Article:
Gymnastics tiebreakers are nuts!

Crazy rules cost American Liukin a gold. Then again, all gymnastics rules are crazy, and sane ones wouldn't have helped her.

Published August 19, 2008 5:35PM (EDT)

NBC's gymnastics experts, Tim Daggett and Elfi Schlegel, say the gymnastics tie-breaking procedures don't make sense and should be changed. Somehow, I don't remember them mentioning this until the tie-breaking procedure cost American Nastia Liukin the gold medal in the uneven bars Monday. Liukin tied with He Kexin of China, who won the tiebreaker.

The tie-breaking rules are pretty absurd, but singling them out is a little like lamenting that homeless people can't get good brie. It's true, but it's such a small part of the issue it's not even worth mentioning. The whole system of judging and scoring in gymnastics is so bizarre, convoluted, unfair and corrupt that junking the whole thing for an applause meter would actually be an improvement.

Consider that judges give the first competitor in a rotation lower scores to "leave room" for potentially better routines later, and that the order is chosen at random. That alone, just that one small aspect of gymnastics judging, is bang your head on the wall stupid. When you start with that, it really doesn't matter where you go next.

But we love talking about rules around here, so here's what happened, as explained by Daggett:

Both gymnasts started with a difficulty score of 7.7, which gets added to their execution scores, which start at 10 and are subject to deductions for imperfections in the routine. Here's how the six judges scored for each gymnast:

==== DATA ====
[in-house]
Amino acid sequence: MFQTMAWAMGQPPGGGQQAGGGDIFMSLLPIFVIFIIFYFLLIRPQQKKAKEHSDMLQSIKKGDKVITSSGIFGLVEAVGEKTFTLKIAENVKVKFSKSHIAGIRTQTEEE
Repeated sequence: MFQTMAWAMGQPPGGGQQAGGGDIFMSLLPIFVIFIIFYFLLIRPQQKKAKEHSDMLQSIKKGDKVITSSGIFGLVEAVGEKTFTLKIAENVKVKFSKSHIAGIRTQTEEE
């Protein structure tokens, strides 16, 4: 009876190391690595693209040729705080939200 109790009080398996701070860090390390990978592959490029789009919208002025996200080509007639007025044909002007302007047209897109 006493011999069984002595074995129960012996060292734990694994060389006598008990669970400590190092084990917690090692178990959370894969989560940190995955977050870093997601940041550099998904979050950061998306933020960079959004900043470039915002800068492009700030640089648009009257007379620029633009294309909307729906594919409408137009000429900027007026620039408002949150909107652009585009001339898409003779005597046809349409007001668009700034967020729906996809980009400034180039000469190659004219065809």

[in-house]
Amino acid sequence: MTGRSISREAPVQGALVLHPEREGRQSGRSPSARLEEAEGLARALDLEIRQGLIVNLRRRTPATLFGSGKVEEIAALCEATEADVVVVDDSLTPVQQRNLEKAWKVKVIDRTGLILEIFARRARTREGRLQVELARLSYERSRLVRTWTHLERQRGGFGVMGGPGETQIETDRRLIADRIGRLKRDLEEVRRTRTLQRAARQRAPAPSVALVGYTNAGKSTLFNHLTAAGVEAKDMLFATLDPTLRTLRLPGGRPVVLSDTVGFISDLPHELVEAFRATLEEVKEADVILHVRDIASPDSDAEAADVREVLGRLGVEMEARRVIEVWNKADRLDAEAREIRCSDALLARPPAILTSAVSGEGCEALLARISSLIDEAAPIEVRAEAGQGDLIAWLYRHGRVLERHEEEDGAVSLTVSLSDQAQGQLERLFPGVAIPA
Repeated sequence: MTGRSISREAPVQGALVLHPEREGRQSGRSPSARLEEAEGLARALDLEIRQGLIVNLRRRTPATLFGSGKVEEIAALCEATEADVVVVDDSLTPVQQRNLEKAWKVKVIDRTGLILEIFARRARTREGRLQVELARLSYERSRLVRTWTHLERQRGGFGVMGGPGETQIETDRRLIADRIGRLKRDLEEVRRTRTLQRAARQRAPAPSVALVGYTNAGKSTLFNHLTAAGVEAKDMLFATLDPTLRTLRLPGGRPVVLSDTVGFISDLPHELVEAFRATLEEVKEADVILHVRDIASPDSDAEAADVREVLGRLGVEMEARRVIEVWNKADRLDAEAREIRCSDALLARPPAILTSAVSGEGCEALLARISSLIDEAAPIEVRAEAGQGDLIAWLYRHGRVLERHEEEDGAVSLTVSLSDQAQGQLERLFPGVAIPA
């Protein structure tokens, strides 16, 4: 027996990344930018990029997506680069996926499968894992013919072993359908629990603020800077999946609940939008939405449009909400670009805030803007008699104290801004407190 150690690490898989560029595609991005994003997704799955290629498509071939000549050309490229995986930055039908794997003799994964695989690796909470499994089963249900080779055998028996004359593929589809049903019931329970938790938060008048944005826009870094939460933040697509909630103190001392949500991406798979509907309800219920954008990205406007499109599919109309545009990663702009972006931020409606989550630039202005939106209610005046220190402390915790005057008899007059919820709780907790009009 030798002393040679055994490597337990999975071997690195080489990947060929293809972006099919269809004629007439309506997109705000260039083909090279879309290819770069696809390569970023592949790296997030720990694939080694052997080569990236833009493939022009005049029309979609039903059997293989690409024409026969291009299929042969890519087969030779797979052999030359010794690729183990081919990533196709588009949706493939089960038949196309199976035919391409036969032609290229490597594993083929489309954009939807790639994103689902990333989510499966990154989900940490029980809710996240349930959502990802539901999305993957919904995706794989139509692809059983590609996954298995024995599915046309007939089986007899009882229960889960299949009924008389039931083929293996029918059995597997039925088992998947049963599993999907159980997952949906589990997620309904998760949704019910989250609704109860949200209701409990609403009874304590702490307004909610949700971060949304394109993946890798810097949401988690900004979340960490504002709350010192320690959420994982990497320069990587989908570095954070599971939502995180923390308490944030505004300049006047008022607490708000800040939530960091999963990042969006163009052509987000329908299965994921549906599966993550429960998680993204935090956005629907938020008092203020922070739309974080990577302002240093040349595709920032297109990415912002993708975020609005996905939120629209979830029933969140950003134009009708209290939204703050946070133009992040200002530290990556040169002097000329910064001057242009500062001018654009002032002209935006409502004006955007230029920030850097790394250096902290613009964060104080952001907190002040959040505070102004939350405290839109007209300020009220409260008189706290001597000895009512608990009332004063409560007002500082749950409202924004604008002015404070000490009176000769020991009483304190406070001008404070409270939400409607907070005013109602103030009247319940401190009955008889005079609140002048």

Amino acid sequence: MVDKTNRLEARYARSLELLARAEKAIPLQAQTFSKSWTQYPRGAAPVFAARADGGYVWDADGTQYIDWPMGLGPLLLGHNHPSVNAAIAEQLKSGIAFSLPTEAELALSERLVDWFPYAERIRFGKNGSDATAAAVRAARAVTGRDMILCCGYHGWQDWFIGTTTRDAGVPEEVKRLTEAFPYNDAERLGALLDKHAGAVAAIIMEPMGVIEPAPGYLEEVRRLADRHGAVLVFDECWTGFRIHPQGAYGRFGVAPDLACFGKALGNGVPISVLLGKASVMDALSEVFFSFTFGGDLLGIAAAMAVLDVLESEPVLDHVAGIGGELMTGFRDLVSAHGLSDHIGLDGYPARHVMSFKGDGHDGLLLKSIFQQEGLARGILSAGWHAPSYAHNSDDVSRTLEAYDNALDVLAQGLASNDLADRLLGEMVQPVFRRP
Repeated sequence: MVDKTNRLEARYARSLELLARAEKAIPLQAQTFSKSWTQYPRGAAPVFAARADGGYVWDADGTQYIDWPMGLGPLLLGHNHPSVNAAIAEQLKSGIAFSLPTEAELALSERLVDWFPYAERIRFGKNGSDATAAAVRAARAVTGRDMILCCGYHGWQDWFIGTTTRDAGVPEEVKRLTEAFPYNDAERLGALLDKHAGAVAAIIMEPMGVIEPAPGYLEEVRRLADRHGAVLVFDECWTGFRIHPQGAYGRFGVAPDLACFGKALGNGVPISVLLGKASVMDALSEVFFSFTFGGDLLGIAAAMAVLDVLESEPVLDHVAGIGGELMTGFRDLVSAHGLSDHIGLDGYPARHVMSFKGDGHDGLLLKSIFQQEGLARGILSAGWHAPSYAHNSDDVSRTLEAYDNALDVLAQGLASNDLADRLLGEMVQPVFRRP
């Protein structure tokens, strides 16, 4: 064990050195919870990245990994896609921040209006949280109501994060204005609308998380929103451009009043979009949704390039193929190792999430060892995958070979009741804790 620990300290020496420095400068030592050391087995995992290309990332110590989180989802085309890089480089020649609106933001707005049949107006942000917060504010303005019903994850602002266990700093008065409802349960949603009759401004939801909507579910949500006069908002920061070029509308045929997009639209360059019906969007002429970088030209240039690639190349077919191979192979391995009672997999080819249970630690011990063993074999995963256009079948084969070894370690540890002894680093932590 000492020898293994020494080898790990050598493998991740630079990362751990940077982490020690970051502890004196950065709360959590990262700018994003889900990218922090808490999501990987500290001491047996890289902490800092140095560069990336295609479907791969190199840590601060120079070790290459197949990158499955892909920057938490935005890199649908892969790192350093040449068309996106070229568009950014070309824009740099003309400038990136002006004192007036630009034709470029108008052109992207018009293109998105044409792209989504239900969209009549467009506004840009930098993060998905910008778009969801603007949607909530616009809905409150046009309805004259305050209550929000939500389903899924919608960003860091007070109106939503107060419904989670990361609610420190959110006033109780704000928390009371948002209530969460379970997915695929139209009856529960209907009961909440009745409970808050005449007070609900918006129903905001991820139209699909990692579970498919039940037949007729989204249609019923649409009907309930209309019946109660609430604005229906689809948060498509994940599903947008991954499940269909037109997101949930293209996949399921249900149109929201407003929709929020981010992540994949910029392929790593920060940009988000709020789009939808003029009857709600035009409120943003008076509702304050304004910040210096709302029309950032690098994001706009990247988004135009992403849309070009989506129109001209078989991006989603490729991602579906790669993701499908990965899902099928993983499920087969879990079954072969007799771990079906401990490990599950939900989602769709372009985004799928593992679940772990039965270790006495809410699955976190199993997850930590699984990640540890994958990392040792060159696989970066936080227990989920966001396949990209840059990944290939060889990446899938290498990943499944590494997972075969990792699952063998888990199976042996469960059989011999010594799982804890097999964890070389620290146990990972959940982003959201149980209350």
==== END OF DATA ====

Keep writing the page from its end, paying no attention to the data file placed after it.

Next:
He 9.3, 9.1, 9.1, 9.0, 8.9, 8.9
Liukin 9.3, 9.1, 9.0, 9.0, 9.0, 8.8

Now, tie or no, the highest and lowest scores get thrown out. This is an anti-corruption mechanism, essentially. You have to get to at least two judges to affect the scoring, because the one who gives your opponent a 3.6 in exchange for a little something something isn't going to have his vote counted.

Without the highest-lowest-out rule, He would have won by 0.1 points. But the four remaining scores came out even:

He 9.1, 9.1, 9.0, 8.9
Liukin 9.1, 9.0, 9.0, 9.0

So that's when the tiebreaker came in. What would you do here? I'd have them redo their routines. Overtime. Another good method would be to award two gold medals, which is how they do it at the world championships. Not a big fan of that, but if you're not going to have overtime and decide it on the field, then ties are better than obscure tiebreakers.

My next method -- third best, now -- would be to start taking out the top scores until there's an uneven pair. That would reward the gymnast who convinces more judges that she's good.

No judge gave either gymnast a score higher than any of the other girl's scores. They both got a 9.3, which got thrown out at the start, and even after that, they both got a 9.1. I'd throw those out too and give the gold to He, because she got a second 9.1 and Liukin didn't.

This is exactly the opposite of what really happens, which is that the lowest scores get thrown out again. That meant Liukin lost a 9.0 and He an 8.9, breaking the tie.

Again, my method is only marginally less absurd. The whole thing's crazy. And in this case the result was the same. But rather than He getting credit for more judges thinking she was better, she gets rewarded for more judges thinking she was worse, which is bug nuts.

Another way to do it, one I'd rank fourth, behind my throw out the high scores method and ahead of the method actually used, would be to throw out both the high and low scores again from the remaining four. That would leave the middle two scores. Another way to put it would be that the higher median score wins. In this case, again, He.

The gymnastics people are going to change this tie-breaking procedure before the next Olympics, because that's what those folks do when they have a controversy and four years on their hands. I'm looking forward to seeing what they come up with. It won't really change anything, but it figures to be delightfully absurd.

By King Kaufman

King Kaufman is a senior writer for Salon. You can e-mail him at king at salon dot com. Facebook / Twitter / Tumblr

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